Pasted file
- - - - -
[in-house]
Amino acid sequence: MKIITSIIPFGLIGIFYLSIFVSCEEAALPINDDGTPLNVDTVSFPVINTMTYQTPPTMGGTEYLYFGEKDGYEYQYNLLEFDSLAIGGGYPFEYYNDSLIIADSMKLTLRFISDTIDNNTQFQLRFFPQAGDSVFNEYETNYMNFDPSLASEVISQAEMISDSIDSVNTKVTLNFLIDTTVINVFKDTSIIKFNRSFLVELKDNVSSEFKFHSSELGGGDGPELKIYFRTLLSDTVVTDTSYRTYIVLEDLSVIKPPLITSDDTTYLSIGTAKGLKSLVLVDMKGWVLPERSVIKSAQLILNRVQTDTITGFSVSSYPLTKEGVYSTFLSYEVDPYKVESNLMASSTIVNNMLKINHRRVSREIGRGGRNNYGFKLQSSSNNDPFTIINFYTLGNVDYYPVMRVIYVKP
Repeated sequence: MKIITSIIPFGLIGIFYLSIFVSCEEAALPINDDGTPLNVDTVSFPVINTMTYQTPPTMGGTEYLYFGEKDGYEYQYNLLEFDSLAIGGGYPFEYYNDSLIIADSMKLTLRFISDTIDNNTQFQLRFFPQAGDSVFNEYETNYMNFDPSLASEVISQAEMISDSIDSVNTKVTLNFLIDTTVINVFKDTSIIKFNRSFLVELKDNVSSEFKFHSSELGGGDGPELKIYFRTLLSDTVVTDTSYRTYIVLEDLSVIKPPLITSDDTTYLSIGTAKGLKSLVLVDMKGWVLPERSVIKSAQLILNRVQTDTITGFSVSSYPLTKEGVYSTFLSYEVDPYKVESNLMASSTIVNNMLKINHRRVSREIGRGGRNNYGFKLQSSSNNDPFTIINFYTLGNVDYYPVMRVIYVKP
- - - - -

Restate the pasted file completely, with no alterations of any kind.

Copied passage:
[in-house]
Amino acid sequence: MKIITSIIPFGLIGIFYLSIFVSCEEAALPINDDGTPLNVDTVSFPVINTMTYQTPPTMGGTEYLYFGEKDGYEYQYNLLEFDSLAIGGGYPFEYYNDSLIIADSMKLTLRFISDTIDNNTQFQLRFFPQAGDSVFNEYETNYMNFDPSLASEVISQAEMISDSIDSVNTKVTLNFLIDTTVINVFKDTSIIKFNRSFLVELKDNVSSEFKFHSSELGGGDGPELKIYFRTLLSDTVVTDTSYRTYIVLEDLSVIKPPLITSDDTTYLSIGTAKGLKSLVLVDMKGWVLPERSVIKSAQLILNRVQTDTITGFSVSSYPLTKEGVYSTFLSYEVDPYKVESNLMASSTIVNNMLKINHRRVSREIGRGGRNNYGFKLQSSSNNDPFTIINFYTLGNVDYYPVMRVIYVKP
Repeated sequence: MKIITSIIPFGLIGIFYLSIFVSCEEAALPINDDGTPLNVDTVSFPVINTMTYQTPPTMGGTEYLYFGEKDGYEYQYNLLEFDSLAIGGGYPFEYYNDSLIIADSMKLTLRFISDTIDNNTQFQLRFFPQAGDSVFNEYETNYMNFDPSLASEVISQAEMISDSIDSVNTKVTLNFLIDTTVINVFKDTSIIKFNRSFLVELKDNVSSEFKFHSSELGGGDGPELKIYFRTLLSDTVVTDTSYRTYIVLEDLSVIKPPLITSDDTTYLSIGTAKGLKSLVLVDMKGWVLPERSVIKSAQLILNRVQTDTITGFSVSSYPLTKEGVYSTFLSYEVDPYKVESNLMASSTIVNNMLKINHRRVSREIGRGGRNNYGFKLQSSSNNDPFTIINFYTLGNVDYYPVMRVIYVKP